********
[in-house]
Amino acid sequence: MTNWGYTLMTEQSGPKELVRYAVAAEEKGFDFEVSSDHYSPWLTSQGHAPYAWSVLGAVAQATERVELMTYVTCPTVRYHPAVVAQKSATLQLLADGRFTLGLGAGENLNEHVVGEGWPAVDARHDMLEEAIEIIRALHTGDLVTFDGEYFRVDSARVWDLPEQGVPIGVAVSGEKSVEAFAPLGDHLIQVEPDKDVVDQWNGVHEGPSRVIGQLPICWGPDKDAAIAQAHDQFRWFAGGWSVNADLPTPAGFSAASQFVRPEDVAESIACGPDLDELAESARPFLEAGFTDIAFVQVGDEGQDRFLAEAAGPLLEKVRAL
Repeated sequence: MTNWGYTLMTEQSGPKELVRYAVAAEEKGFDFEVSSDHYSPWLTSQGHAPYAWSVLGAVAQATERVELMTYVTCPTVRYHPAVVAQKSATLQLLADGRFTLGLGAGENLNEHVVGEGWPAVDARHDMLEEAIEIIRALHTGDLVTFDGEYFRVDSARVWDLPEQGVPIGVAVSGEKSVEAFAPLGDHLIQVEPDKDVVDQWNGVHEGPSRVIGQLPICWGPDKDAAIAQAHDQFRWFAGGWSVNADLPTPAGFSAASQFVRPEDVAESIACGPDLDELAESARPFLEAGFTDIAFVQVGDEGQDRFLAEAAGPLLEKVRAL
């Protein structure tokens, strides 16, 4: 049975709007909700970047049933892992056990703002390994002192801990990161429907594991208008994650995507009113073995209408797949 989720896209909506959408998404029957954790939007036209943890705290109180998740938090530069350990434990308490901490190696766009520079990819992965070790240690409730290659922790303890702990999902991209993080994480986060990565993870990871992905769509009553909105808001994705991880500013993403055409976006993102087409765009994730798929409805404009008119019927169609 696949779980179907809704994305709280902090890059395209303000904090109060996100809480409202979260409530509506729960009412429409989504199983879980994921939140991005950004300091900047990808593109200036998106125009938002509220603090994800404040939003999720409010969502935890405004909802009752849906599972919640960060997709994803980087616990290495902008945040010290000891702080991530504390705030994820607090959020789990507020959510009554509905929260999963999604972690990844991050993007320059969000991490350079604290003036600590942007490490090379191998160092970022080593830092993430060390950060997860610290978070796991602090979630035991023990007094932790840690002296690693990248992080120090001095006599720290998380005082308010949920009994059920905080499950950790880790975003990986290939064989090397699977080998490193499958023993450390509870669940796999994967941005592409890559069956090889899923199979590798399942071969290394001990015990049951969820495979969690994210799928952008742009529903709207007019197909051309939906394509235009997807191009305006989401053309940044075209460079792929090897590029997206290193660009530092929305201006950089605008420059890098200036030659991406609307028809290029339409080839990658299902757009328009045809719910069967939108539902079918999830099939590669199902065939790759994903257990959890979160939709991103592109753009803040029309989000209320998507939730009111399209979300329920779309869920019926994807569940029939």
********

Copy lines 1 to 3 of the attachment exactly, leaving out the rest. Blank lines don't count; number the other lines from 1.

[in-house]
Amino acid sequence: MTNWGYTLMTEQSGPKELVRYAVAAEEKGFDFEVSSDHYSPWLTSQGHAPYAWSVLGAVAQATERVELMTYVTCPTVRYHPAVVAQKSATLQLLADGRFTLGLGAGENLNEHVVGEGWPAVDARHDMLEEAIEIIRALHTGDLVTFDGEYFRVDSARVWDLPEQGVPIGVAVSGEKSVEAFAPLGDHLIQVEPDKDVVDQWNGVHEGPSRVIGQLPICWGPDKDAAIAQAHDQFRWFAGGWSVNADLPTPAGFSAASQFVRPEDVAESIACGPDLDELAESARPFLEAGFTDIAFVQVGDEGQDRFLAEAAGPLLEKVRAL
Repeated sequence: MTNWGYTLMTEQSGPKELVRYAVAAEEKGFDFEVSSDHYSPWLTSQGHAPYAWSVLGAVAQATERVELMTYVTCPTVRYHPAVVAQKSATLQLLADGRFTLGLGAGENLNEHVVGEGWPAVDARHDMLEEAIEIIRALHTGDLVTFDGEYFRVDSARVWDLPEQGVPIGVAVSGEKSVEAFAPLGDHLIQVEPDKDVVDQWNGVHEGPSRVIGQLPICWGPDKDAAIAQAHDQFRWFAGGWSVNADLPTPAGFSAASQFVRPEDVAESIACGPDLDELAESARPFLEAGFTDIAFVQVGDEGQDRFLAEAAGPLLEKVRAL